While it is in the granular details that Phillips exposes his irresponsibility to cover socio-economic inequality and class divisions in ‘Joker’, it is in the soft spoken details of ‘Parasite’ that director Bong Joon-Ho does quite the opposite. In his genre-bending tragicomedy, Bong critically examines systematic class divisions in which people of lower socio-economic status are unable to break free from their forced reliance on the rich and powerful. Taking place in Seoul, South Korea, ‘Parasite’ follows the Kim’s, a poor family that slowly manipulates their way into job opportunities working for a very wealthy family, the Parks. The film uses comedy to ease the audience into the characters’ lives, but as the plot thickens, viewers are whipped on an emotional rollercoaster. The film exposes the reality of living in a world intrinsically designed to harm the most vulnerable and the heartbreaking sacrifices that must be made to get by and survive.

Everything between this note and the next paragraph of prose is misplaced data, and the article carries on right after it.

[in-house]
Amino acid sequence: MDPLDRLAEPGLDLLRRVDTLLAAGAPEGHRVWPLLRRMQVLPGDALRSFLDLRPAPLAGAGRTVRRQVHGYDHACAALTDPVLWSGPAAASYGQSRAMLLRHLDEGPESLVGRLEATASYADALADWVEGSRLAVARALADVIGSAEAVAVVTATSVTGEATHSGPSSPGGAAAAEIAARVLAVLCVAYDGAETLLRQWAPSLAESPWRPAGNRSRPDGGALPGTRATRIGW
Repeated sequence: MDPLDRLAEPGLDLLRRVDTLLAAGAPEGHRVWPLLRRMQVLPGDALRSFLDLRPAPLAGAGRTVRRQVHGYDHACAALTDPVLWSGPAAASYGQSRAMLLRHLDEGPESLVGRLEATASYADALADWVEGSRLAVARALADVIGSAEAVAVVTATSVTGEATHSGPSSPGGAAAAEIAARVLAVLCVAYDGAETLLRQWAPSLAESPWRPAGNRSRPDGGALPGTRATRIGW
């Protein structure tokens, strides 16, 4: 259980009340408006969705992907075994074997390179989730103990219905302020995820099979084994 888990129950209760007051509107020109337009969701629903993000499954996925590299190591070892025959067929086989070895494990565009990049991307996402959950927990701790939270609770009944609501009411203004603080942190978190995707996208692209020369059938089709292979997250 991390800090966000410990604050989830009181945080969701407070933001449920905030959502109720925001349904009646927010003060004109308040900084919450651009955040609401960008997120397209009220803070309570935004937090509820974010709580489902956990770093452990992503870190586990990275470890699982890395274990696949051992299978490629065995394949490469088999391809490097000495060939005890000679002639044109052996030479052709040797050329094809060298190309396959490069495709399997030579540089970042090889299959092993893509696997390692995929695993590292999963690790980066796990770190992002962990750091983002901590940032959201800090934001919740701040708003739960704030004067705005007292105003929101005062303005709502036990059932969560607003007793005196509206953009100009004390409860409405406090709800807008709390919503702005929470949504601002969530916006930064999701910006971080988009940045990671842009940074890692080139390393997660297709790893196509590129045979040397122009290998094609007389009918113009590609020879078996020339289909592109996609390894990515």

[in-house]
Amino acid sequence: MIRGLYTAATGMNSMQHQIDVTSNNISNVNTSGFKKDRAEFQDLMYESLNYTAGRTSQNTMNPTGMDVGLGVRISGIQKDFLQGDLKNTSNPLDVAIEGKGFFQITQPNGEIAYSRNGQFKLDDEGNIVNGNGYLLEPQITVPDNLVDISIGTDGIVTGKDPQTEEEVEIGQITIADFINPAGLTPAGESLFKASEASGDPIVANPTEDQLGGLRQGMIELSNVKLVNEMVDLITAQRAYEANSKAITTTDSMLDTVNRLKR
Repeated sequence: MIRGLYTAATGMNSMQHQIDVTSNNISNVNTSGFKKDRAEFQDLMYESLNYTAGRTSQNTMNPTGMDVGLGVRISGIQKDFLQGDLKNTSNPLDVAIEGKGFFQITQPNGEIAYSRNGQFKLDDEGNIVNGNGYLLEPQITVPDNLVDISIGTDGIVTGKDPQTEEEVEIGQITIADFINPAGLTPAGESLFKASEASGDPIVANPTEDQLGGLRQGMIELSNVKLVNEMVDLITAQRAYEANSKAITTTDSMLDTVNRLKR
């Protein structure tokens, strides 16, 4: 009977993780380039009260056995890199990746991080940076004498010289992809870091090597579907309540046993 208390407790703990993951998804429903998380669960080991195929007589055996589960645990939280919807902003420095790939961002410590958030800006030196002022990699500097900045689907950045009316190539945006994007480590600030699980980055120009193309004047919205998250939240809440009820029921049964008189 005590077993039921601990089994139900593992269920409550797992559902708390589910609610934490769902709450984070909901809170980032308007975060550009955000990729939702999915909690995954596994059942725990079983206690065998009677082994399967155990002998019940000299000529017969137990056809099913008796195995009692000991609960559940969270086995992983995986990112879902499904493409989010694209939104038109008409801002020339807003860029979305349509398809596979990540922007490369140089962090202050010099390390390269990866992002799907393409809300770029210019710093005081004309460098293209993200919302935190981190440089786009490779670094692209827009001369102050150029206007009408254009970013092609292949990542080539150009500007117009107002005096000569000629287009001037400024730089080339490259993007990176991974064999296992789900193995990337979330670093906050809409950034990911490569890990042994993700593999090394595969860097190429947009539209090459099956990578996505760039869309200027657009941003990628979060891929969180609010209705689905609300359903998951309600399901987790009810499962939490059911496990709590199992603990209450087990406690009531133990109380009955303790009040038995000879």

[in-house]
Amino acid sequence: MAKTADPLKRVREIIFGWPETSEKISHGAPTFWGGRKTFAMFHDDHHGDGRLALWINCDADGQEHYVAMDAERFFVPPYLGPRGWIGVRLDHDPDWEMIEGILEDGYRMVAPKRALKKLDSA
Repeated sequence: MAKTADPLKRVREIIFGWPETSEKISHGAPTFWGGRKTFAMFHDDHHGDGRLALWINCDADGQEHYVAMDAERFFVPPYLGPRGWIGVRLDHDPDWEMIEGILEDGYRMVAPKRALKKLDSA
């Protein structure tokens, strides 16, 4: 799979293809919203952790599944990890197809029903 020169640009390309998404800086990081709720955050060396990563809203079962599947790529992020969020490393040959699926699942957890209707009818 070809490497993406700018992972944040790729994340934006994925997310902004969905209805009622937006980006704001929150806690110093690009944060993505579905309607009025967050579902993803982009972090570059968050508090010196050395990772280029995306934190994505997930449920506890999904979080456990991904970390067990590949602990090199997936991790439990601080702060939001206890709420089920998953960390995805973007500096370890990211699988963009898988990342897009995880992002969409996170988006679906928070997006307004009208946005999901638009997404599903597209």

While there are plenty of masterfully thought-out details planted throughout ‘Parasite’, one of the final scenes of the film particularly displays how immense disparity can exist in everyday situations. When the Park family decides to return home early from their camping trip due to the sudden rain storm, the young son is devastated. To appease their son, the Parks allow him to sleep in the tent in the comfort of their backyard, as the pouring rain continues to fall. When the father asks, “Will the tent leak?”, the mother replies, “We ordered it from the U.S. It will be fine.” As they sleep on the couch, able to keep an eye on their son through their massively gorgeous window into the backyard, there is not a worry that crosses their mind.